Europeans admire nation's culture, disdain corruption

  • 2006-11-22
  • By Arturas Racas
VILNIUS - Lithuania is a politically unstable country ridden with corruption and poor for investment, yet it boasts a rich culture and friendly people live, according to a recent survey. The poll, the most comprehensive of its kind, was conducted in 24 EU member states, as well as Belarus and Russia's Kaliningrad exclave by the Lithuanian company Vilmorus and the international group Chime Communications in June-August of this year.

The groups surveyed some 1,000 residents in each country, hoping to discover how EU residents - and citizens of neighboring countries - see Lithuania and its people. In turn, this information will help Lithuania develop a strategy for marketing its image.
When asked if they had a good opinion of Lithuania, 30 percent of respondents in 19 countries were "undecided," according to survey results. Forty-two percent of all residents polled said they were undecided. Italy seems to be the country "most undecided" on Lithuania with 73 percent of its residents describing their opinion of the country as such. Portugal followed with 72 percent of residents being undecided, and Germany with 70 percent.

The same countries - plus Spain - also recorded the lowest number of respondents who had a positive opinion of Lithuania.
The Baltic state's biggest fans appear to be Estonia, with 85 percent of respondents seeing Lithuania in a positive light, Finland (84 percent) and Latvia (81 percent).
Both Lithuania's fans and skeptics believe that Lithuania is a modern country with a booming economy.
More than two thirds of those polled in Estonia, Kaliningrad, Belarus and Latvia see Lithuania as a modern country, while 74 percent in Latvia and 67 percent in Finland believe Lithuania's economy to be "booming."

The same cannot be said for the Czech Republic, Italy, Germany, Spain and Portugal, where less than 30 percent believe that Lithuania's economy is booming. But even worse were the Swedes, Finns and Dutch, the majority of whom replied "no" when asked whether they think Lithuania is a modern country (63 percent, 55 percent and 54 percent, accordingly).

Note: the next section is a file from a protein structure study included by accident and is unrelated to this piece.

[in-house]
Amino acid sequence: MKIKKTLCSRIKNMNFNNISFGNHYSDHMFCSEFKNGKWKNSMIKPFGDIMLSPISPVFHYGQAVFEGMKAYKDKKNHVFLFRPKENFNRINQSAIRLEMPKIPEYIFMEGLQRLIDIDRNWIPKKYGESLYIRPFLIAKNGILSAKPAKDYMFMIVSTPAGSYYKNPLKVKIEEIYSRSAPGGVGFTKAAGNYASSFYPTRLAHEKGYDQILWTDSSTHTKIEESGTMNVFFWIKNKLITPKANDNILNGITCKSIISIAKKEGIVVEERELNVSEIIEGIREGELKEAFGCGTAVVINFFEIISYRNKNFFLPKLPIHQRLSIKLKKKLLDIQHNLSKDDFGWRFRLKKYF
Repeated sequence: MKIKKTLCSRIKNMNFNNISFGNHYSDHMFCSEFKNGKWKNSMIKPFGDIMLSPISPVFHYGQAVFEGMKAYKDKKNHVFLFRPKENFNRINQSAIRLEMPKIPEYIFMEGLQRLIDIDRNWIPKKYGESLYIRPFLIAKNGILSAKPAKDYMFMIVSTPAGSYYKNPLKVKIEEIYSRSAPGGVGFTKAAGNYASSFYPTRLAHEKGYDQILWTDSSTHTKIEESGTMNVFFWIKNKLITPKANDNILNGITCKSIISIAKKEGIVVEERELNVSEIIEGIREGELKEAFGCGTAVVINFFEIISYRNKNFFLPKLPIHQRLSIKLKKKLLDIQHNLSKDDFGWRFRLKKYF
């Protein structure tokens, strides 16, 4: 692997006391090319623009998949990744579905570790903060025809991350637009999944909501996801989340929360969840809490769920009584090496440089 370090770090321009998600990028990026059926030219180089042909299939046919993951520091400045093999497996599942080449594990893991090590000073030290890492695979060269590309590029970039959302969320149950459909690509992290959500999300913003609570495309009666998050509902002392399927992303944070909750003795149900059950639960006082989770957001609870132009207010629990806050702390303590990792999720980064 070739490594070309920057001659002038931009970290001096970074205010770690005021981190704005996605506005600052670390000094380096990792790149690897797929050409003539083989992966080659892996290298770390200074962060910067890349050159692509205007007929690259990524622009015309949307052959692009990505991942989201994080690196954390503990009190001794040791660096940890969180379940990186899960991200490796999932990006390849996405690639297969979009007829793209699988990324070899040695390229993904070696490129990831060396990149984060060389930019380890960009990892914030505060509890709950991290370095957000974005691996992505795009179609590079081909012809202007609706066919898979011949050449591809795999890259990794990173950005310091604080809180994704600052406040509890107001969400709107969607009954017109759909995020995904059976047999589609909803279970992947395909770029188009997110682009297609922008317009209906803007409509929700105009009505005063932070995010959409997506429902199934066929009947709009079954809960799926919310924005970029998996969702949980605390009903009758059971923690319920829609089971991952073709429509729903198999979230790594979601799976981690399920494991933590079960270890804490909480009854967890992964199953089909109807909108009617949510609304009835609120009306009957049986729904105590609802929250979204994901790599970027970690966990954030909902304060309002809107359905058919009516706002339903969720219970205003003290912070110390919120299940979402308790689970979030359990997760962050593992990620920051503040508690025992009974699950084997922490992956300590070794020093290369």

But the truly grim opinions surfaced when EU residents were asked about Lithuania's political stability. Only the majority of Austrians reported that the Baltic state had a politically stable country, with a mere 57 percent. Otherwise, only 34 percent of those polled hold this opinion.

Another weak area in Lithuania, according to survey results, is its tourism and investment potential. The residents of five countries 's Sweden, the Netherlands, Hungary, Greece and Spain 's did not find Lithuania an attractive country for tourism and investment.

Yet, Lithuania's rich culture and outgoing people have seemed to woo much of Europe. An average 54 percent of respondents agreed that Lithuania has a rich culture, with the truest admirers found in Belarus (80 percent). And more than 70 percent of respondents in Estonia, Latvia, Poland, Finland, Austria and Sweden think highly of Lithuania's culture.
Overall, 55 percent of respondents agreed that Lithuanians are good and friendly people, with 75 percent of people in eight countries, including Denmark, France, Austria and Sweden, believing so.

Lithuania's reputation fared rather well, given the above indicators. Yet one question in the poll spoiled everything. It read: Do you agree that Lithuania is a country with low corruption? And the answer, regrettably, was a resounding "No."
Only 18 percent of all countries polled reported that Lithuania did have low corruption, with Slovenia in first place (39 percent).
Sweden and Finland topped the opposite category, with 62 percent of respondents perceiving Lithuania as corrupt.
The researchers, perhaps searching for solace, concluded that Lithuania was judged based on general post-Soviet stereotypes.
"But namely this is unpleasant empirics: Lithuania is attributed with roughly the same features as the whole post-Soviet region," read one of the survey's conclusions.